Ecosystem Services

The challenge

Water underpins all benefits that ecosystems provide, notably including agricultural production. The availability of water, in terms of both its quantity and quality, is influenced heavily by ecosystem functioning and therefore understanding the nexus of water and ecosystems and their services related to agriculture is critical in managing water and food security.
A range of important ecosystem services are explicitly linked to the water cycle; from providing clean drinking water to regulating the flow of flood events and creating opportunities for water-based recreation and cultural practices. Management approaches based on the ecosystem services concept are proposed in a range of water contexts; including climate change water-based adaptation, river basin and catchment management, and Integrated Water Resources Management
The challenge is to assess and value ecosystem services in the context of water management. For policy design and the prioritization of investments it is necessary to assess the benefits of conservation and restoration of watersheds. These benefits need to be quantified in biophysical as well as economic terms, for the ecosystem service and spatial scale of interest.

The FutureWater approach

The FutureWater approach to value water-related ecosystem services consists of comprehensive scenario assessment through simulation of flows, analysis and visualization. Improved land management practices are individually assessed in relation to investment portfolios. Impacts are subsequently assessed on hydrological flows and water availability, and finally on financial and/or economic returns.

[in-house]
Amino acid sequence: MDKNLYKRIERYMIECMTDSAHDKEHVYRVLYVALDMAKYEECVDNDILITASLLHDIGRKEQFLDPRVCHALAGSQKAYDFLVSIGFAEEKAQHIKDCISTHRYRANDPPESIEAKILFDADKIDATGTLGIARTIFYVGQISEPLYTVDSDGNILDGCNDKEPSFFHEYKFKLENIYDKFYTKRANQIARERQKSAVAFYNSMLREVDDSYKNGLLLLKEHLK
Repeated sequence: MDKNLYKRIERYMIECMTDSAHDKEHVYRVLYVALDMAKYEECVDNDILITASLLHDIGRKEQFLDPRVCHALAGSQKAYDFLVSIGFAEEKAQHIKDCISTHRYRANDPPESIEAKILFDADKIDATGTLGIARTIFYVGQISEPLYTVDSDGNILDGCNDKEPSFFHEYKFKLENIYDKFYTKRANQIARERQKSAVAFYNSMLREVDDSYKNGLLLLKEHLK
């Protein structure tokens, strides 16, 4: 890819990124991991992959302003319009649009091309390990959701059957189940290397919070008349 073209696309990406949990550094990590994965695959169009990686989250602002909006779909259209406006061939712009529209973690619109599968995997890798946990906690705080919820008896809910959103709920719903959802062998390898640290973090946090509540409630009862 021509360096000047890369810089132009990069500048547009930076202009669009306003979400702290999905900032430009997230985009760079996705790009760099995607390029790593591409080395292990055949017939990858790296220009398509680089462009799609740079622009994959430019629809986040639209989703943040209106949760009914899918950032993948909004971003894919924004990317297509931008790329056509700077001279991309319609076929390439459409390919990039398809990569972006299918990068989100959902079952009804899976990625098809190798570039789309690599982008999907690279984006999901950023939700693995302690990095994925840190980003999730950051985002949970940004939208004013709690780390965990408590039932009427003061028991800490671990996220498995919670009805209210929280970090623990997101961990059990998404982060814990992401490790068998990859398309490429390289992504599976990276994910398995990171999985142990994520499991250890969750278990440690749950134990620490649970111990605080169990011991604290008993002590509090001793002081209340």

More specifically, scenario analysis is performed by combing various tools, namely (1) hydrological modelling, (2) remote sensing, to derive indicators of degradation, and natural capacity of the landscape, and (3) return-on-investment analysis. Outputs of the biophysical assessment feed directly into the economic valuation.
In past and current work, FutureWater supports business cases for investing in improved watershed management, e.g. by improving forestry and agricultural practices, benefiting downstream water users. These business cases are then used to set up financial mechanisms in the basin and enable more healthy ecosystems and sustainable river basin management.

Example projects